Hearing this song is like Synethesia. Except, I'm not tasting colors -- I'm smelling, hearing, living everything about the mid-80s. Granted, for me, it was a time of change, my formative teen years, and everything in my mind about that time has etched itself into my experience in epic tones and deep colors.

It brings a tear to my eye thinking about the breakups with the girls that never really loved me, about the wrongs I did to people I cared about. It brings to stark reality in my memory all of my missteps and misdeeds, and it pleads along with me for forgiveness. The guitar solo is the theme song of my youth. And I can't help singing along, turning up the volume.
posted by thanotopsis at 10:08 AM on September 6, 2012 [8 favorites]


Ads during a video? Really, dailymotion?

At least you're not paying for it. Hulu+ does that shit to you AND YOU ALREADY PAY FOR A SUBSCRIPTION!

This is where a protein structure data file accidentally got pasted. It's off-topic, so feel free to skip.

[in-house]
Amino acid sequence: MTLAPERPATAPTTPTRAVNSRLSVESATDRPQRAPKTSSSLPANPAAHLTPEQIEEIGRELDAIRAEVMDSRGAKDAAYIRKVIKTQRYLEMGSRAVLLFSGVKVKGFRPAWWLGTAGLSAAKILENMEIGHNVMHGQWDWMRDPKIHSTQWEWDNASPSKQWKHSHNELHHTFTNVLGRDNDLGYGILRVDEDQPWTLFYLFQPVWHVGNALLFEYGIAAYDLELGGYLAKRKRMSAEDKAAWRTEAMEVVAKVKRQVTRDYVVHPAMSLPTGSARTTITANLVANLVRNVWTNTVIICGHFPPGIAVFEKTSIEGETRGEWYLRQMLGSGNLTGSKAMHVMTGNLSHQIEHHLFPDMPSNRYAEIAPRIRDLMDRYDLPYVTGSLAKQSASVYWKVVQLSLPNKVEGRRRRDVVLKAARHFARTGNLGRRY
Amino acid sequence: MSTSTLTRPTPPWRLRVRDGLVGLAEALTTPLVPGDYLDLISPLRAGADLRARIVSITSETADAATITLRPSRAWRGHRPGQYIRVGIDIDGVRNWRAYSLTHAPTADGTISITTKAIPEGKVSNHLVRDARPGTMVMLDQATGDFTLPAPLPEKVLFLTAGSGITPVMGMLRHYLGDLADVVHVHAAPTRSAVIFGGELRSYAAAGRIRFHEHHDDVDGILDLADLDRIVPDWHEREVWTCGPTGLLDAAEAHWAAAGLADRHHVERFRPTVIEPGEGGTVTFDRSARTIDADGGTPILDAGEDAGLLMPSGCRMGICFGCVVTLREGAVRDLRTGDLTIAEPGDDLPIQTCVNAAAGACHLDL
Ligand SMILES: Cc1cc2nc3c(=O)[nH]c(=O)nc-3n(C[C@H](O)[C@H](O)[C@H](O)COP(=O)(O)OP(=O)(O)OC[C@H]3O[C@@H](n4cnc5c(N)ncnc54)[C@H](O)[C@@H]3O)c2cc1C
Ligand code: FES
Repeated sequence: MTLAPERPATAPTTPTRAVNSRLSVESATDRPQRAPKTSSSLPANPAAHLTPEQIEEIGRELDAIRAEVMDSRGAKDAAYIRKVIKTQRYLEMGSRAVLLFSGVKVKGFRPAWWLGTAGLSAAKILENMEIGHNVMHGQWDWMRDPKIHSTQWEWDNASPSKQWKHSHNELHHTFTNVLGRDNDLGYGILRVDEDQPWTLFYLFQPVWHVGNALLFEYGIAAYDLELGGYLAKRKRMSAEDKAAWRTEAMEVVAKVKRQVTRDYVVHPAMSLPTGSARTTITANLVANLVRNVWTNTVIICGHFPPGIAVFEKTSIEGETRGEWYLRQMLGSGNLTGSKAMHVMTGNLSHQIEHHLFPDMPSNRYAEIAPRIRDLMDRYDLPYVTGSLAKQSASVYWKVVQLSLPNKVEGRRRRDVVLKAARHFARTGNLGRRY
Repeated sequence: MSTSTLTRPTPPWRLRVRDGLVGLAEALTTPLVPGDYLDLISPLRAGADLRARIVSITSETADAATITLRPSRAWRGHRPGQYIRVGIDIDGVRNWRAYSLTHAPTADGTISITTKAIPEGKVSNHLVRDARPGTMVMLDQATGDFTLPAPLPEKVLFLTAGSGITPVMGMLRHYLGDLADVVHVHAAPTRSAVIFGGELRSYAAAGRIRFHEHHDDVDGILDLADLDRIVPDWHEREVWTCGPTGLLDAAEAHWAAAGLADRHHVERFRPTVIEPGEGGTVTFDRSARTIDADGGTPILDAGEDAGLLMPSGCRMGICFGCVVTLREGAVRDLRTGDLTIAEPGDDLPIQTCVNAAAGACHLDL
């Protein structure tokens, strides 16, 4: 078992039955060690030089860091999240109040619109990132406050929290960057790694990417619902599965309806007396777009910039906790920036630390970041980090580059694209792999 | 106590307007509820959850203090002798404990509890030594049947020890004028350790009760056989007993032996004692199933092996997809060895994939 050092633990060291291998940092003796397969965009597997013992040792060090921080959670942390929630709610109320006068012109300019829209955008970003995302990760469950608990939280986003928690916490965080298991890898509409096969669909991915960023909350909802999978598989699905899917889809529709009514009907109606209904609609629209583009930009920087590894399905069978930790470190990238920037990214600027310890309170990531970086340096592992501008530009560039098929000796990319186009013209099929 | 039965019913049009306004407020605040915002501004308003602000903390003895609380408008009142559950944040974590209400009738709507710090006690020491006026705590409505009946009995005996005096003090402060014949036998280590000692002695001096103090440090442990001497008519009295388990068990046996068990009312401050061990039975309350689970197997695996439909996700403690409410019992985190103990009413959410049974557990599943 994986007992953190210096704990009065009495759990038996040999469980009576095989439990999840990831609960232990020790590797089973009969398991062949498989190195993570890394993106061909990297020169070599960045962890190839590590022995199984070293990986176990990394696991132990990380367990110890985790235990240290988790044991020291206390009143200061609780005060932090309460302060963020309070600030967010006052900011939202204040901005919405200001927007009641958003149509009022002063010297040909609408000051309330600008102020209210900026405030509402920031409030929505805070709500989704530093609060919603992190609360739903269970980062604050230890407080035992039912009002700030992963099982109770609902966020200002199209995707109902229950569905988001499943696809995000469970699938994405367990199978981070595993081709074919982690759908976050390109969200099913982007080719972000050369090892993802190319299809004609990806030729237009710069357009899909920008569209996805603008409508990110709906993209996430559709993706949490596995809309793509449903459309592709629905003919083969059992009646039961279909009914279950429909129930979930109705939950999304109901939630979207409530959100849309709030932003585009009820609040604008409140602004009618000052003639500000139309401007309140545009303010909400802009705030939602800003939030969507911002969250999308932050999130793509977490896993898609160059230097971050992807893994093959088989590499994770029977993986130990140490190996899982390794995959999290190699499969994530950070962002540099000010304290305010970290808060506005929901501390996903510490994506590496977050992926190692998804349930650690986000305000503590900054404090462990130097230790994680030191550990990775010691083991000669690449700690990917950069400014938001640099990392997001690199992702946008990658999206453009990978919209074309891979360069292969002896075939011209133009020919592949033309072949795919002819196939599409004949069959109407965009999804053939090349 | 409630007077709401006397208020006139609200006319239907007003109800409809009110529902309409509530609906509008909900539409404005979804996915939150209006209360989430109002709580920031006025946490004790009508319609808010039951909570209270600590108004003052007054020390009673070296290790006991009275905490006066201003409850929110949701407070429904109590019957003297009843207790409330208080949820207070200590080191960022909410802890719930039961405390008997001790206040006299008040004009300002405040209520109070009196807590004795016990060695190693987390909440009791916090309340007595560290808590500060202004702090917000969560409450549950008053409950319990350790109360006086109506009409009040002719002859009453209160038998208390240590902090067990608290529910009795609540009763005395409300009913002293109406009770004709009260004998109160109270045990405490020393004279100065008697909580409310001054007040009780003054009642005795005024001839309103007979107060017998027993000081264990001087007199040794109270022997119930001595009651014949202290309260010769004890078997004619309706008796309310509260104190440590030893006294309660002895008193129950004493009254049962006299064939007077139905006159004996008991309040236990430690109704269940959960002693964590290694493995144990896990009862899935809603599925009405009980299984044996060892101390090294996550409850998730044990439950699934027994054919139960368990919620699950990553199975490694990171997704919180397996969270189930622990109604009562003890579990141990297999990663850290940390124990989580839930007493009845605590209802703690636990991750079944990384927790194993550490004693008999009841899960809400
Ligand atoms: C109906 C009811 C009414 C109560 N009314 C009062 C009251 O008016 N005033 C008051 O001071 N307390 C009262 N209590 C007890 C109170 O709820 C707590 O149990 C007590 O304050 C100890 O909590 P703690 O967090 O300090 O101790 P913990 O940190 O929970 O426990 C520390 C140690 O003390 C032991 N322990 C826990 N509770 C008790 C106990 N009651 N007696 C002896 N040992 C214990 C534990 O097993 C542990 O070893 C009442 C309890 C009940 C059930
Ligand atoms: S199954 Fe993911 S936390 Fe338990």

posted by KingEdRa at 10:09 AM on September 6, 2012 [10 favorites]


Enjoy it while it lasts. I doubt Ser Purple will allow it to stand.
posted by mrgrimm at 10:18 AM on September 6, 2012


"Purple Rain" is the single greatest moment of Prince's career. I'm sure I listened to it a lot when I was a kid, since Prince was a formative part of my musical education, but I don't think the song really started meaning something to me until I was in my mid- to late-twenties. A decade later, it only gets more poignant with age, like Joni Mitchell's heart-stopping late-period recording of "Both Sides Now."
posted by mykescipark at 10:18 AM on September 6, 2012 [2 favorites]


From VH1 earlier this year.
posted by mrgrimm at 10:19 AM on September 6, 2012 [1 favorite]


"Purple Rain" is the single greatest moment of Prince's career. I'm sure I listened to it a lot when I was a kid, since Prince was a formative part of my musical education, but I don't think the song really started meaning something to me until I was in my mid- to late-twenties